In addition, establish a relationship between you, the care recipient and the care recipient’s physician. Most of the time, the caregiver takes the care recipient to doctors’ appointments. Because of this, the caretaker needs to be on top of medications and treatments. Creating this relationship allows for more communication and understanding of how to better provide for the care recipient. If needed, prepare questions before the appointments to make sure the caregiver understands the care recipient’s healthcare plan. Lastly, don’t be afraid to call nurses or doctors with any questions or concerns.

If you are a caregiver and feeling stressed, try some of these activities. Remember to take time for yourself and relax. After all, you can’t take care of others without taking care of yourself.

xoxo,

Megan

Why T.V. is Rebooting the Classics

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They say the classics never die and that is exactly true when it comes to television shows. There’s Full House, Charmed, Will & Grace, Murphy Brown, and The Odd Couple. What do all these shows have in common? They are all TV series that have been rebooted. Within recent years, there has been a revival of classic television with the majority of the original cast members. However, there is one question that needs answering: why do we love shows so much that, after they have ended, we are excited to see them rebooted?

Recently, I saw an article titled “Before TV ‘Revivals,’ There Were Just Endless Spin-Offs.” In this piece, writer Becky Little describes that revisiting past series is a “timeless feature of television.” Back in the last few decades, spin-offs became big. This concept allows for the networks to still make money on popular shows, but with a new twist and elements of the existing show. For example, from All in the Family came The Jeffersons, Maude, and Good Times. However, throughout history, there have been good and bad spin-offs. When a previous show is reimagined, fans are able to connect once again with their favorite characters and elements of their beloved shows. Today, a reboot is an updated version of a spin-off.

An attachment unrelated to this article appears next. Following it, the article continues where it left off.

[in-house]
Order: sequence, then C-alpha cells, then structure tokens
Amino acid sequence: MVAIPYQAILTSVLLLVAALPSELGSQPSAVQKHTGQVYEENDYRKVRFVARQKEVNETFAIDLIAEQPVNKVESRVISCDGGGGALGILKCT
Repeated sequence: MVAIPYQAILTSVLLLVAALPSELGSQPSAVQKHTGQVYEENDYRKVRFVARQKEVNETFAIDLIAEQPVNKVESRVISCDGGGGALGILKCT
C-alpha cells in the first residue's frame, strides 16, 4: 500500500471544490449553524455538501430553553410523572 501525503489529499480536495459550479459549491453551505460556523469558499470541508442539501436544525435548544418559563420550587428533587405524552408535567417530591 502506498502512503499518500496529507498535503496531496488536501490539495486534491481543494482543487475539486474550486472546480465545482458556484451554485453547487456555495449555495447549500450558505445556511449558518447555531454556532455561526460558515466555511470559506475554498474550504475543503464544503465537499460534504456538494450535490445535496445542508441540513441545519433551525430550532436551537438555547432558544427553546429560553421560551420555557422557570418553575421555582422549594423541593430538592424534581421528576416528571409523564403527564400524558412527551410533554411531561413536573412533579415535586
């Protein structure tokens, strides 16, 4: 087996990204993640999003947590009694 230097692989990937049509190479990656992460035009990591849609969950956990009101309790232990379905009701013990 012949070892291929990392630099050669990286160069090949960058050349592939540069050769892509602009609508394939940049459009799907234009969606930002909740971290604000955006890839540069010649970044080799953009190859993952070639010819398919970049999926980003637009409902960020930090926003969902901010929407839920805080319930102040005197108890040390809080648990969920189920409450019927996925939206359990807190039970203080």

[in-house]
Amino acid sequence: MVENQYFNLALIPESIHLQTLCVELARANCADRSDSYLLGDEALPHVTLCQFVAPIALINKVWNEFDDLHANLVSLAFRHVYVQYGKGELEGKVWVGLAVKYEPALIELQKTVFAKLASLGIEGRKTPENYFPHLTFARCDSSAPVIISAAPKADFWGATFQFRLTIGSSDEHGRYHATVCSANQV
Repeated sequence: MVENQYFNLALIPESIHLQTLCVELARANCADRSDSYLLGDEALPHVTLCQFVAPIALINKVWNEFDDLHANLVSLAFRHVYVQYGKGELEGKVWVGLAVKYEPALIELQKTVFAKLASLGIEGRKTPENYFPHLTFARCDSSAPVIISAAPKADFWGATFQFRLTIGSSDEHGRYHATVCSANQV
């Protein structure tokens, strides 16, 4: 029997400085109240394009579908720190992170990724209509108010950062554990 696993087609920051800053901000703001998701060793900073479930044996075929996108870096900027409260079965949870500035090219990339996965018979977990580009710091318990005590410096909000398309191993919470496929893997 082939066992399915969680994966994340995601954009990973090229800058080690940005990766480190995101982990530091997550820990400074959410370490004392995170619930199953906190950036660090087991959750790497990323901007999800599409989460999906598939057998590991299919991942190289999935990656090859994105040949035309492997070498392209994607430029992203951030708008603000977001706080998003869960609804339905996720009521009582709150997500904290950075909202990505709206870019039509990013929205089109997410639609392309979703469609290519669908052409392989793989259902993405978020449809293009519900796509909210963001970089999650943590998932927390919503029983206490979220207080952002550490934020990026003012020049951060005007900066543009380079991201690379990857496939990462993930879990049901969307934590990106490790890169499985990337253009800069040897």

Just like spin-offs, reboots bring back a sense of nostalgia and comfort to viewers. In today’s world, throwbacks (bringing back the past) is a popular trend, so why not create throwback TV shows? In his article, Why Network TV’s Obsession with Reboots Isn’t a Bad Thing,” Josef Adalian describes three reasons why reboots work on major networks. Think about it: most reboots have come back on their original home network, such as NBC and ABC.

First, Adalian states that the goal of network TV is all about establishing relationships between a show and its audience. After all, a show is considered a success if it has high ratings, right? A reboot allows shows to pick up where it ended. Let’s take Fuller House. This reboot of the original show Full House is set in today’s time but follows the lives of now grown-up daughters D.J., Stephanie, and their friend Kimmy, as well as their children. If you loved watching the Tanners in the 1980s, you will probably enjoy seeing what happened to them and how their lives worked out in the 2010s. It is like you are reconnecting with old friends and catching up. According to Adalian, “Returning to the shows that made us comfortable in an earlier time is either an intended or unintended consequence of all these reboots.” Let’s face it – being comfortable is a favored feeling by most people.

In addition, reboots don’t prevent other shows from being produced. While there are multiple reboots coming back to network TV, there are also multiple new series and original ideas. No matter how many revisited shows there are, pilot shows will never stop being produced, because most people like a little bit of the old and a little bit of the new. I’ll admit it – regardless of how much I like a show, sometimes I want to see something unique and a new storyline. With this point, Adalian is telling viewers that the future for reboots isn’t a network takeover. If you aren’t a fan of watching an updated version of a past show, don’t worry. There will always be a handful of new shows to catch your interest.

Lastly, Adalian’s third and final reason: old TV shows aren’t sacred texts and reinterpreting them isn’t sacrilege. Sometimes it can be hard seeing a treasured show taking an opposite approach when being rebooted. However, keep an open mind, because you never know whether or not you’ll like a revival until you see it. Sometimes it is only the concept that is rebooted, or it might be the characters and a completely different storyline. Whatever it may be, know there will be changes, but always give it a try before you judge.

TV reboots are the latest trend, and the list of shows being revisited keeps growing. At this time next year, who knows how many revivals will be around. As for now, let’s just enjoy the TV blast from the past.